"We've done the same pair spin for eight years and we've gotten Level 4 on it for eight years, so you guys tell us why it's a Level 2 today," she said. "We held every (position) longer than in the short, and it was still a Level 2. And the twist catch was very smooth, so we don't know why we got Level 2 on that either, or on the death spiral for that matter."

Natalia Zabijako and Alexander Enbert of Russia were fifth in the free but fourth overall, after she fell on a triple salchow during their program to Tchaikovsky's Sleeping Beauty.

Alexa Scimeca Knierim and Chris Knierim opened their free, set to selections from the musical Ghost, with a typically high and impressive triple twist, and other pairs elements -- including two big triple throws, a salchow and flip -- were strong. But their side-by-side triple jumps were again their nemesis: Alexa fell on a triple salchow and Chris popped his into a double, and there were credited with landing only double toes. They ranked sixth in the free and fifth overall with 189.07 points.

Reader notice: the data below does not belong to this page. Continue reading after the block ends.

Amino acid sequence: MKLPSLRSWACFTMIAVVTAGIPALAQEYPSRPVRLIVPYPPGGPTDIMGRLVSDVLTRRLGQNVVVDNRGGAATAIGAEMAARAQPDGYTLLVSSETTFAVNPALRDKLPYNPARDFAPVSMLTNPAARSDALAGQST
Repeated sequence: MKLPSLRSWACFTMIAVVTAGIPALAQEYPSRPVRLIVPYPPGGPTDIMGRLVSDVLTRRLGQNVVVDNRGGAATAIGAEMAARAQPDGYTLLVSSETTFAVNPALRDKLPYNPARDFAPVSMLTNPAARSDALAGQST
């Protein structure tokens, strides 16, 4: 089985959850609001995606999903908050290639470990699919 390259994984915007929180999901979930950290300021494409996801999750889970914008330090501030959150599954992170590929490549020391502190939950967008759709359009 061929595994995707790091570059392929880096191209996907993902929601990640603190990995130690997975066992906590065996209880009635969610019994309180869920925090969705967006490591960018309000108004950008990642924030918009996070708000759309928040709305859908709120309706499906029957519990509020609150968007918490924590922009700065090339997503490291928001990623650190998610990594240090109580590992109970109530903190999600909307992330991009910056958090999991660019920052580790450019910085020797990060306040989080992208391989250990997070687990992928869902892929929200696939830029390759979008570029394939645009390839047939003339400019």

In the mixed zone, Chris revealed he has been struggling with a left patella (knee) injury that has limited his ability to train jumps since shortly before the 2017 World Figure Skating Championships.

"I need to train the jumps hard and do a lot of reps, and I wasn't able to," he said. "Obviously, it's not what we wanted here or in Japan (at NHK Trophy), but it's hard to be really upset about it, due to the circumstances going in. I am getting over the injury, which is great, and now I feel I can actually train jumps and programs strong going into nationals."

U.S. champions Haven Denney and Brandon Frazier opened their free skate to Queen's "Who Wants to Live Forever" well, with an improved Level 3 triple twist and strong throw triple loop, but Frazier fell on a triple salchow, and the team reduced planned triple toes to doubles. Some of their levels -- particularly a Level 1 on a death spiral -- were disappointing, and they placed seventh in the free and seventh overall with 172.16 points.

"That was 100 percent not what we've been training, (in terms of) the movement and the attack and energy," Frazier said. "It definitely slowed down after the jumping passes, which is very early in the program. We have a lot of good things in the second half, like the lifts, and the lifts were not executed the way we can do them today."